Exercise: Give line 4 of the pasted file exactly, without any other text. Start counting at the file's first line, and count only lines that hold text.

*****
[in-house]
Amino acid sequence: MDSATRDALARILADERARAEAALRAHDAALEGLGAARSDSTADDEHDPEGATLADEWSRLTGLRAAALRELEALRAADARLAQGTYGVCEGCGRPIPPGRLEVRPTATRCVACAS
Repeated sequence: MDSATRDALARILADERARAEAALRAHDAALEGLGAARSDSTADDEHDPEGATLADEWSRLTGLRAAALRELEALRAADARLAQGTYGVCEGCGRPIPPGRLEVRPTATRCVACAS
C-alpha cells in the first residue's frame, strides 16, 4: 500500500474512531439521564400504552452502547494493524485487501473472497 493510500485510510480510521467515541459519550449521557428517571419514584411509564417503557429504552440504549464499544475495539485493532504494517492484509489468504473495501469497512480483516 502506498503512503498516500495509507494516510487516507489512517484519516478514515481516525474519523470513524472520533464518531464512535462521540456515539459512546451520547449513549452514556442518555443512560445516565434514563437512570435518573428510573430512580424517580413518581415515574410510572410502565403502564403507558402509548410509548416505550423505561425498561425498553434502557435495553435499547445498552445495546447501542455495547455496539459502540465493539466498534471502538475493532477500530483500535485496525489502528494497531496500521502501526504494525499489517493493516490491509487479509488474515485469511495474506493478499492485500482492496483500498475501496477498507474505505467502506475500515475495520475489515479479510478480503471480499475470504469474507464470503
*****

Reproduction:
C-alpha cells in the first residue's frame, strides 16, 4: 500500500474512531439521564400504552452502547494493524485487501473472497 493510500485510510480510521467515541459519550449521557428517571419514584411509564417503557429504552440504549464499544475495539485493532504494517492484509489468504473495501469497512480483516 502506498503512503498516500495509507494516510487516507489512517484519516478514515481516525474519523470513524472520533464518531464512535462521540456515539459512546451520547449513549452514556442518555443512560445516565434514563437512570435518573428510573430512580424517580413518581415515574410510572410502565403502564403507558402509548410509548416505550423505561425498561425498553434502557435495553435499547445498552445495546447501542455495547455496539459502540465493539466498534471502538475493532477500530483500535485496525489502528494497531496500521502501526504494525499489517493493516490491509487479509488474515485469511495474506493478499492485500482492496483500498475501496477498507474505505467502506475500515475495520475489515479479510478480503471480499475470504469474507464470503